Seconds later we stood before the judge. A surprising calm descended. The nausea was gone. My voice trembled just a bit when I pleaded, “Not guilty,” but I felt ready to accept His decision. I looked to my right. There stood Stankowski. He was ruffling through his papers.

The judge asked if he was ready to proceed. Stankowski continued to ruffle. Now his feet were shuffling too. I thought I detected a bead of sweat or perhaps a hair skid out of place.

“Officer Stankowski – are you ready to proceed?”

Silence. Now he was shaking his head. A couple of summonses fell to the floor. He bent down to retrieve them.

“Your honor, I…er…I cannot seem to locate the ticket or my notes on this case.

I thought my legs were going to leave their sockets.

“If you cannot proceed, I will have no choice but to dismiss these charges.”

Stankowski was done and he knew it. He pretended to continue his search for the missing documents, but it was to no avail.

“I’m sorry. I cannot find anything on this violation.”

“All right then. Let the record state that I am entering a verdict of ‘Not guilty.’ No points or fine are assessed. You are free to go.”

I thanked the judge and wobbled away.

On the way out, I did three things. First, I glanced over at the remaining fraternity members and smiled. They gave me lots of thumbs up and lots of smiles. One brother pointed to heaven…really.

Second, I said a prayer of thanks. I apologized for my overreaction, but acknowledged that He is truly the God of large and small.

And finally, I tossed that manila envelope in the trash bin.

{ Newscenter}


  1. A truly inspiring story about how HKB”H takes care of us even in the smallest detail. However, what if you hadcrossed that “acceptable” solid white line into an SUV full of children? There are other things which are non-trivial.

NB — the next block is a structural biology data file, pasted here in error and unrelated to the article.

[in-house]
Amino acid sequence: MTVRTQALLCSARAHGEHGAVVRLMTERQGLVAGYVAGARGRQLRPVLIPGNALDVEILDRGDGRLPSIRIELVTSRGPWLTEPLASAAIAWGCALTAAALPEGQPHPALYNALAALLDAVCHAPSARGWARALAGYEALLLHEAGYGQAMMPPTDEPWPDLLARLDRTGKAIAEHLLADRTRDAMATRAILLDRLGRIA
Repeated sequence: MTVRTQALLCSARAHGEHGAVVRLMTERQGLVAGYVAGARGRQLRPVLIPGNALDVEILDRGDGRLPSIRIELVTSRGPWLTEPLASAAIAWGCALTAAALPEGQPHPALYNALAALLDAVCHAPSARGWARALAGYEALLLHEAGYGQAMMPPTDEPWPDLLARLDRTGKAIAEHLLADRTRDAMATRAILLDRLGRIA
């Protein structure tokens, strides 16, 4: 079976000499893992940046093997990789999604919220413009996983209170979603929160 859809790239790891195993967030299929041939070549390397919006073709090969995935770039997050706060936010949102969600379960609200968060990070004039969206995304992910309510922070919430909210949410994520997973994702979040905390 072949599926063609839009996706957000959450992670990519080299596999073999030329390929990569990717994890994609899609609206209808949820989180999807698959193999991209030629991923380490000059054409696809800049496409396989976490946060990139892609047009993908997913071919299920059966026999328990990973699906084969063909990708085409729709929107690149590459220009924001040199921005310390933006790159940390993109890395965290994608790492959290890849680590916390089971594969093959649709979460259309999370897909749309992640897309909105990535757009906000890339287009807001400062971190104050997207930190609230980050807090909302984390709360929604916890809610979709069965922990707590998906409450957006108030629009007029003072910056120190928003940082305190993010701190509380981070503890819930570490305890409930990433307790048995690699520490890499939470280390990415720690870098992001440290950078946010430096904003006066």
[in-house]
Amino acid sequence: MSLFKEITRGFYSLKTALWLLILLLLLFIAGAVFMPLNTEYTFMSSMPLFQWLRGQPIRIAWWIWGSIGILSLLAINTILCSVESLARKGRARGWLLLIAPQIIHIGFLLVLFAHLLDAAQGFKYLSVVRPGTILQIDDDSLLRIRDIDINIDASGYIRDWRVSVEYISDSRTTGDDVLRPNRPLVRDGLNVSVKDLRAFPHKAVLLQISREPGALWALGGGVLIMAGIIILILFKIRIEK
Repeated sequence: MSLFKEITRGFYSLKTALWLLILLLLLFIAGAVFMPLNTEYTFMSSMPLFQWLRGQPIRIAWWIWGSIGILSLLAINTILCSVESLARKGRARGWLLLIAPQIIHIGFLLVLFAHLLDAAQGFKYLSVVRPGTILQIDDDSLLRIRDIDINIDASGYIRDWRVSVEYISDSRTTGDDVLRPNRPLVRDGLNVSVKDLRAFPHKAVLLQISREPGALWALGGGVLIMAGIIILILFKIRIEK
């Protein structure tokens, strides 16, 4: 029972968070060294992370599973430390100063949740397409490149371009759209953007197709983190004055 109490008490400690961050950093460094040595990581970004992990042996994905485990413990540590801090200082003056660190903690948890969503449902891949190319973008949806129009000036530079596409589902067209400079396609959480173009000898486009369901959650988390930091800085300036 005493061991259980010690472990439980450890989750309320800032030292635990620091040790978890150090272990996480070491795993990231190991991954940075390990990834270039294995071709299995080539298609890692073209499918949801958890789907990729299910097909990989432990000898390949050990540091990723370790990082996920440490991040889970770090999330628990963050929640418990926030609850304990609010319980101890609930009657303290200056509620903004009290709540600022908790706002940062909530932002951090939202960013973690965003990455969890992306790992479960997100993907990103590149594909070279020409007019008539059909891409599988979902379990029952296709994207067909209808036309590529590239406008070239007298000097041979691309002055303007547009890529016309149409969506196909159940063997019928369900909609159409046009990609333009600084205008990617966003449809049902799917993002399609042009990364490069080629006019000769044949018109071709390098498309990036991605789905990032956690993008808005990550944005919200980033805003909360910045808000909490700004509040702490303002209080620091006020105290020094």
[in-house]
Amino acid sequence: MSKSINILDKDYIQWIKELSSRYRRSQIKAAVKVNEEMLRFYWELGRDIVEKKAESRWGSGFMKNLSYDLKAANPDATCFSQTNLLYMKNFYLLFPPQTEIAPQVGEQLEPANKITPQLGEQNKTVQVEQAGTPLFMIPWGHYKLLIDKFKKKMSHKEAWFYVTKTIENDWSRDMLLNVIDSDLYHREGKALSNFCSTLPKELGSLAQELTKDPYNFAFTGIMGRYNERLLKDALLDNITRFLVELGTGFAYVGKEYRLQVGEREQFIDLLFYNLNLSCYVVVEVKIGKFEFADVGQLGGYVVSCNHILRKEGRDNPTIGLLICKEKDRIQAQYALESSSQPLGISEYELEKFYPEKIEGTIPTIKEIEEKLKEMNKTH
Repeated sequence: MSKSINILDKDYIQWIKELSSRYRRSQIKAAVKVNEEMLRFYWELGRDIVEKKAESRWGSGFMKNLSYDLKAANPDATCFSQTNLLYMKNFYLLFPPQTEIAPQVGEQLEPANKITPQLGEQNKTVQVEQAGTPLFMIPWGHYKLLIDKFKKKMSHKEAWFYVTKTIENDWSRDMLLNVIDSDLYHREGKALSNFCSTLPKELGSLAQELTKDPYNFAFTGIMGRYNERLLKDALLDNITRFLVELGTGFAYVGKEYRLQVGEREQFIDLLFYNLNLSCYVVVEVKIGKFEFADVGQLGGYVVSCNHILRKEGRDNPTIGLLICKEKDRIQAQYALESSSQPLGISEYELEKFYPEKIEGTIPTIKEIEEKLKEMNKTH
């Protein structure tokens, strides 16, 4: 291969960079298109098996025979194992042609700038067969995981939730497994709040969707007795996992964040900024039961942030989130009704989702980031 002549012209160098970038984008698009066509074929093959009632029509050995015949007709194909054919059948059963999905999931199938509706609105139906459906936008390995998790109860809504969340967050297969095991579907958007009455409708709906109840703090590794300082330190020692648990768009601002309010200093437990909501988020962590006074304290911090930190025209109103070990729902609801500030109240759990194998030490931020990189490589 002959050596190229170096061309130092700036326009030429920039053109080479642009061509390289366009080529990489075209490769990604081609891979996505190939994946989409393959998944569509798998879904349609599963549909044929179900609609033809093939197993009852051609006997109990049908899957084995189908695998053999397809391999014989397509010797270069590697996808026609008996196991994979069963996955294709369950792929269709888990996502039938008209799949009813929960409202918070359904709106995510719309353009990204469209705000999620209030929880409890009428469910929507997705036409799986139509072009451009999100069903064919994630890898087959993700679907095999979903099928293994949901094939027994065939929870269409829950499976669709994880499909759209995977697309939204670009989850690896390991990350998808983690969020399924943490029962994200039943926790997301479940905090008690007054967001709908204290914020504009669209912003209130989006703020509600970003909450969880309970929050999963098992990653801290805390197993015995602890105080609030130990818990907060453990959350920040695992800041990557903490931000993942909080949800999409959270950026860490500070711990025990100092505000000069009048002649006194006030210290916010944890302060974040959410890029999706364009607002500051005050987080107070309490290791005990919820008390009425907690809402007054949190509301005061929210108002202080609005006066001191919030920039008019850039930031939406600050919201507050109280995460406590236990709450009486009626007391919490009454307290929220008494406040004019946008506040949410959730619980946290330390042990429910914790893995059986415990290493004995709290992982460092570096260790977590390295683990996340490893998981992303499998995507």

Better to pay attention to your driving, so you won’t need to doven in traffic court – or the emergency room – or jail.

  2. When I have a long drawn out story about my day at my family reunion, I’ll make sure to write a long story and ask Matzav to publish it too.

  3. Very cute! I love it. It is actually absurd when people feel so nervous at a stupid traffic court. I actually daven at the court that i should have that feeling by rosh hashana and yom kipur. If we would feel just that amout of fear i think we would all be in a better position.

  4. I just love this story! I know what traffic court is like. It is just a money maker for the gov’t. and has little to do with sense and sensibility.

  5. If you are ever chas v’shalom in an accident, or victamized you will be very very happy to see these policemen. Excesses or not we live in a medina shel chesed and this is not how we should use a public forum to characterize or discuss law enforcement officials flawed as they may be.

  6. Tha last time I was summoned before a court, I was very nervous. That said, as I approached the building, the Night Court theme started to play over and over in my head. I needlessly felt much better. A gift from Hashem? Perhaps.

  7. I encourage all to fight tickets that they feel were given without reason. I have a case coming up the last week of July…not guilty.

  8. To #6 This was a well written and a nice story. Not everything posted on Matzav has to be a piece of news or a posted Yartzeit day.
    Sometimes it’s refreshing to read a personal story. It was encouraging, showed how Hakodosh Baruch Hu is involved in even the most minutest detail. To the writer it was important that he not be found guilty…maybe he was going through hard financial times and could not afford the ticket…therefore beseeching the Aibershter to make it go away.
    To the writer: thanks for posting the article.